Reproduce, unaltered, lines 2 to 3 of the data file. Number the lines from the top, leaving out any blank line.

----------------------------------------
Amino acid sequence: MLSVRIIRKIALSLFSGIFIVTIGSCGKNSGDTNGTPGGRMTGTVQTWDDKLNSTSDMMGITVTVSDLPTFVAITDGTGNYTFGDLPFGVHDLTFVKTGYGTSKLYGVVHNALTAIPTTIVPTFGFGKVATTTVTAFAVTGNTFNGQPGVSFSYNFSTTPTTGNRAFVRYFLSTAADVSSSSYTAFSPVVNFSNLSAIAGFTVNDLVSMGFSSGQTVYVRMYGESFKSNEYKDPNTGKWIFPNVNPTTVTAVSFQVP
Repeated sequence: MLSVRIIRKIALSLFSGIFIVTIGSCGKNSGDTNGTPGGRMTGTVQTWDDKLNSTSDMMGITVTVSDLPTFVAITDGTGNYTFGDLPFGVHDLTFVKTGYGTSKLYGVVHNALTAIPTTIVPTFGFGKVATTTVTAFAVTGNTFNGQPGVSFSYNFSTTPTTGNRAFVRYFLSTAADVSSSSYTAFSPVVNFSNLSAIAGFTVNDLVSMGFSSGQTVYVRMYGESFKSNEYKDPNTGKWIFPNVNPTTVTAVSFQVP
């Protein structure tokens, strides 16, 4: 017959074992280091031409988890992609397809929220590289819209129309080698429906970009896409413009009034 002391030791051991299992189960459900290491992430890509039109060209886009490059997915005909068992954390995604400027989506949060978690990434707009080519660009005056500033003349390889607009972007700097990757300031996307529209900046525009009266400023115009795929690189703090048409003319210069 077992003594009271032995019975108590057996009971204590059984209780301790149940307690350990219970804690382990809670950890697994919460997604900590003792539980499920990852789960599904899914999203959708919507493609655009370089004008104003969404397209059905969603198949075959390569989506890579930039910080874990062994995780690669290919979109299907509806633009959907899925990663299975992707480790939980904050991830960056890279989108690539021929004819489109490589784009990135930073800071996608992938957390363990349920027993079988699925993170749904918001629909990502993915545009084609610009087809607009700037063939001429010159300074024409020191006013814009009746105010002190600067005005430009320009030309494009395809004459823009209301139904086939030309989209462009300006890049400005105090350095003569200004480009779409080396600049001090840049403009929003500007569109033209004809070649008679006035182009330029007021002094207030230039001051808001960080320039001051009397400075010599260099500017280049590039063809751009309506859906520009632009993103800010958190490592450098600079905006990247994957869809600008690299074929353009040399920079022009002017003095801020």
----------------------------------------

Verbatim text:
Repeated sequence: MLSVRIIRKIALSLFSGIFIVTIGSCGKNSGDTNGTPGGRMTGTVQTWDDKLNSTSDMMGITVTVSDLPTFVAITDGTGNYTFGDLPFGVHDLTFVKTGYGTSKLYGVVHNALTAIPTTIVPTFGFGKVATTTVTAFAVTGNTFNGQPGVSFSYNFSTTPTTGNRAFVRYFLSTAADVSSSSYTAFSPVVNFSNLSAIAGFTVNDLVSMGFSSGQTVYVRMYGESFKSNEYKDPNTGKWIFPNVNPTTVTAVSFQVP
């Protein structure tokens, strides 16, 4: 017959074992280091031409988890992609397809929220590289819209129309080698429906970009896409413009009034 002391030791051991299992189960459900290491992430890509039109060209886009490059997915005909068992954390995604400027989506949060978690990434707009080519660009005056500033003349390889607009972007700097990757300031996307529209900046525009009266400023115009795929690189703090048409003319210069 077992003594009271032995019975108590057996009971204590059984209780301790149940307690350990219970804690382990809670950890697994919460997604900590003792539980499920990852789960599904899914999203959708919507493609655009370089004008104003969404397209059905969603198949075959390569989506890579930039910080874990062994995780690669290919979109299907509806633009959907899925990663299975992707480790939980904050991830960056890279989108690539021929004819489109490589784009990135930073800071996608992938957390363990349920027993079988699925993170749904918001629909990502993915545009084609610009087809607009700037063939001429010159300074024409020191006013814009009746105010002190600067005005430009320009030309494009395809004459823009209301139904086939030309989209462009300006890049400005105090350095003569200004480009779409080396600049001090840049403009929003500007569109033209004809070649008679006035182009330029007021002094207030230039001051808001960080320039001051009397400075010599260099500017280049590039063809751009309506859906520009632009993103800010958190490592450098600079905006990247994957869809600008690299074929353009040399920079022009002017003095801020």